Would you like a new hiking backpack? That’ll be 22 PET bottles, please. Source: Forum PET. Photo: unsplash.com / pexels.com
Good things from the bottle
Anyone who takes their PET bottles back to a drinks shop or supermarket in Germany is well aware that they’re turned into new bottles. Not many, however, know about the complexities that are involved in the recycling process and what else can be made from the newly gained material called rPET.
When Coca-Cola started marketing its new plastic two-litre bottle – a PET bottle – in the States in 1978, it described it as “indestructible”. The company also said it was equal to a glass bottle in terms of stability and quality. And it was several times lighter. Polyethylene terephthalate – known as PET – was invented by John Rex Whinfield and J. T. Dickson in 1941 and has been part of our everyday lives for 76 years now. Above all, it has revolutionised the drinks and textile industries.
Unbreakable – light – 100 per cent recyclable
Unbreakable – light – 100 per cent recyclable, and therefore ideally suited for packaging. Moreover, it is now a well-known fact that those transparent bottles for water and soft drinks can be turned into new bottles. Not many, however, know that the same bottles can be used for making a warm ski suit, for filling little junior’s soft toy or for making an ordinary chair.
5 PET bottles provide enough textile fibre to produce an XL T-shirt. Source: Forum PET, photo: unsplash.com, pexels.com
Using recycled PET – or rPET – as a raw material and turning it into new bottles has a technical term: bottle-to-bottle recycling. It requires special recycling facilities, such as the MetaPure bottle-to-bottle recycling plant of the machinery and equipment manufacturers Krones. The first thing that happens in the manufacturing process is that the old bottles are sorted by colour and then cleaned, melted and turned into small flakes. Coloured flakes can then be turned either into new bottles or indeed serve as a filler for soft toys or as the base material for making film. White flakes, on the other hand, can be turned into textile fibres for T-shirts, fleeces and indeed for fabric bags and fabrics used in technical applications, e.g. carpet fabric, geotextiles and agrotextiles in construction and agriculture. The bags, normally made in industry from polypropylene or polyethylene, can also be made from PET banded fabric, virgin PET material or recycled PET pellets, and this is what the Austrian mechanical engineering company Starlinger has done since 2013. rPET banded fabric is now made directly from PET bottle flakes. This means that manufacturers of woven packaging can work with a closed production cycle.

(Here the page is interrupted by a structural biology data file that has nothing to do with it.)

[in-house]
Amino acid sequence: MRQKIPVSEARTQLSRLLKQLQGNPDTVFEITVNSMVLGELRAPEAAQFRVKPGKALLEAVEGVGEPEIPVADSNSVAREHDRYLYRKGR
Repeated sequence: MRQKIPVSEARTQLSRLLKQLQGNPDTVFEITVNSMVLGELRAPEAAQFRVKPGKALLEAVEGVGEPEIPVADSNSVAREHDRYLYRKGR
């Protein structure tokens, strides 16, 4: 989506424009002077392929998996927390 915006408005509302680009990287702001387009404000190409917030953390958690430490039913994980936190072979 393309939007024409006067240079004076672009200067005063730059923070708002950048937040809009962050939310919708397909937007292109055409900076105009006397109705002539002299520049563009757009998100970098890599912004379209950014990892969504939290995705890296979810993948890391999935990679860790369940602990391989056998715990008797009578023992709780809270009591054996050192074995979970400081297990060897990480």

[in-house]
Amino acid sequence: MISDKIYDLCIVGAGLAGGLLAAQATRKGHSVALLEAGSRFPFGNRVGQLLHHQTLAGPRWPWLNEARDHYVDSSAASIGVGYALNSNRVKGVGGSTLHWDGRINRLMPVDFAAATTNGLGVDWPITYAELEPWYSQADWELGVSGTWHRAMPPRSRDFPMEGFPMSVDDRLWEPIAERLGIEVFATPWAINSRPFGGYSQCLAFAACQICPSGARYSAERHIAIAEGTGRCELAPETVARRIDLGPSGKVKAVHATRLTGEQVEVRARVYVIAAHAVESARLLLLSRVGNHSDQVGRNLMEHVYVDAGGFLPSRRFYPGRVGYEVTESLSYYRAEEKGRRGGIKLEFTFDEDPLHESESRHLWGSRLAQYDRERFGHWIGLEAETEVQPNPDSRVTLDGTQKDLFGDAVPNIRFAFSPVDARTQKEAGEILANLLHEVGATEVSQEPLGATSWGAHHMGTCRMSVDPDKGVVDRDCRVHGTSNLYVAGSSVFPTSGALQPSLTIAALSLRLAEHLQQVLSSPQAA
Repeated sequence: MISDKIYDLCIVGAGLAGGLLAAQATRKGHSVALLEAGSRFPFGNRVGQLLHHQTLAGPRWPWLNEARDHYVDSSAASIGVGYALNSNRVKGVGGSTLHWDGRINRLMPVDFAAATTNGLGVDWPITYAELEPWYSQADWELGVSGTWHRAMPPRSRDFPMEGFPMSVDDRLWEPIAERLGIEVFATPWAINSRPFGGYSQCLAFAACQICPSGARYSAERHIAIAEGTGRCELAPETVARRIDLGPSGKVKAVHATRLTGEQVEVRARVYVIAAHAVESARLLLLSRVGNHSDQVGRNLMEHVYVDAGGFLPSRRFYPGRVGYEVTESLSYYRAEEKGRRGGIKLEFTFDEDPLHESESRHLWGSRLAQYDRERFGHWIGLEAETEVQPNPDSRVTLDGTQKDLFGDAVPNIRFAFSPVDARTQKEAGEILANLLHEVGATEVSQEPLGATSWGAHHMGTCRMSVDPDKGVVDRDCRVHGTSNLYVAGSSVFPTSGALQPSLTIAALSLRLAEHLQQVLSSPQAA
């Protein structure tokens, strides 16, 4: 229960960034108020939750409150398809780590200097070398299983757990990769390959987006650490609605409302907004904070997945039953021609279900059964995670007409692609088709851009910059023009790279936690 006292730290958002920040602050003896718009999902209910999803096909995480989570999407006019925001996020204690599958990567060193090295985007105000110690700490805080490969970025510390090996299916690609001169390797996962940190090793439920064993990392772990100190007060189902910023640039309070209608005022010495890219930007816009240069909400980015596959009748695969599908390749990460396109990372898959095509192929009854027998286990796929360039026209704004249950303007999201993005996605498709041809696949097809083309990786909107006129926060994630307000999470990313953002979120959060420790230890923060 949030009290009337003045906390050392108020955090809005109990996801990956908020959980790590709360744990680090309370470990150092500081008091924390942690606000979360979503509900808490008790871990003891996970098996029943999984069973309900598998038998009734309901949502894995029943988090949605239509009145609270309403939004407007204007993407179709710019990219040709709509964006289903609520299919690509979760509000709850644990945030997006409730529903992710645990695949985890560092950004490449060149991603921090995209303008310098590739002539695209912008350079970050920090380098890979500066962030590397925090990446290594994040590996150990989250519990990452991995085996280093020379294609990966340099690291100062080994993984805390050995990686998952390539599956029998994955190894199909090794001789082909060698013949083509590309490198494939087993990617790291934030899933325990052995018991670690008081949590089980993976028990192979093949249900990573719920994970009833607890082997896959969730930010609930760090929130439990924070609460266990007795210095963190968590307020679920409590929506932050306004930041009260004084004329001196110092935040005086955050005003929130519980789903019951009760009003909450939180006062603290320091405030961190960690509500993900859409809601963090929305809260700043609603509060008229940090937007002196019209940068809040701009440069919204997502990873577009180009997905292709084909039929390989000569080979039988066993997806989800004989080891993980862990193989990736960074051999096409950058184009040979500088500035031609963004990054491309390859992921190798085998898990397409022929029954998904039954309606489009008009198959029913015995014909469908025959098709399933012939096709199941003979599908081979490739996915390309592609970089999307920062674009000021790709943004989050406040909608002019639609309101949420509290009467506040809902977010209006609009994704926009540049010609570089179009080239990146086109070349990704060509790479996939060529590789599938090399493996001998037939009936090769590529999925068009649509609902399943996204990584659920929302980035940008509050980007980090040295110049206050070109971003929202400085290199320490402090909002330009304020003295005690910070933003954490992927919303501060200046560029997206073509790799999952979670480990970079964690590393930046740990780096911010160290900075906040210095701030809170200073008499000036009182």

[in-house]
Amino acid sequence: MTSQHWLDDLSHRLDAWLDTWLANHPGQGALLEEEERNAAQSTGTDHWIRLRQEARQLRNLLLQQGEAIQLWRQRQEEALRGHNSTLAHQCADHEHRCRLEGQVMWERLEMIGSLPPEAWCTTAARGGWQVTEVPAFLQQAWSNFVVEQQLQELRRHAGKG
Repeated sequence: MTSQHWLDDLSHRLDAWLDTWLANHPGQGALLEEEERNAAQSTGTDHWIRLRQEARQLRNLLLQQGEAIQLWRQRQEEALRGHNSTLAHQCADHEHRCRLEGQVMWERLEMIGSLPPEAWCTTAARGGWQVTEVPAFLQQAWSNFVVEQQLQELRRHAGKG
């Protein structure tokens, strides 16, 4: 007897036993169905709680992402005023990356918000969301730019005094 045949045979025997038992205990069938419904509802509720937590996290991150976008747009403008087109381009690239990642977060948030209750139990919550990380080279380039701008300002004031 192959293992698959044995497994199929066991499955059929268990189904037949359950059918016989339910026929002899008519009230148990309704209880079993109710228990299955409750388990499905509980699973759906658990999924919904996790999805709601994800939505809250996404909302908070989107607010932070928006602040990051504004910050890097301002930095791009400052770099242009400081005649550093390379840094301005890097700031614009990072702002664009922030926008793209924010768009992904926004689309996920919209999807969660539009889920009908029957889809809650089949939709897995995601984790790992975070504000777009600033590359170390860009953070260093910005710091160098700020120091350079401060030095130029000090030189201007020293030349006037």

Starlinger makes fabric bags from PET bottle flakes. Photo: Starlinger
Lamps and chairs made from PET
But PET is a raw material that allows countless further options, hitherto unimagined. The Spanish artist Alvaro Catalán de Ocón, for example, has created special designer lamps from PET bottles. It originally started as an environmental project with the focus on plastic recycling. Over the last five years, however, it turned into a cultural and anthroposophical project with the intention of teaching local people – for instance, in Colombia, Chile or Ethiopia – how plastic can be turned into valuable sustainable products.
As part of a project in Bogoto, the Spanish designer Alvaro Catalán de Ocón created a number of unusual lamps. Photo: NADIA DEL POZO
60 per cent of the 111 Navy Chair is made from recycled PET material, and exactly 111 Coca-Cola PET bottles are used for each chair. Originally made from aluminium and used on U.S. Navy ships, the chair is now seen as a classic designer item of our age. Called “111 Navy Share with Coca-Cola”, it was a joint project between Coca-Cola and the manufacturers, Emeco. The aim was the constructive reuse of plastic bottles and to reduce the improper disposal of such bottles. The corporate website tells us exactly how many bottles have so far been turned into chairs: 24,152,600 right now, and another bottle is added every second.
A 111 Navy Chair from Emeco is made from 111 Coca-Cola bottles. Photo: Bryanston School, Dorset, UK, Foster & Partners.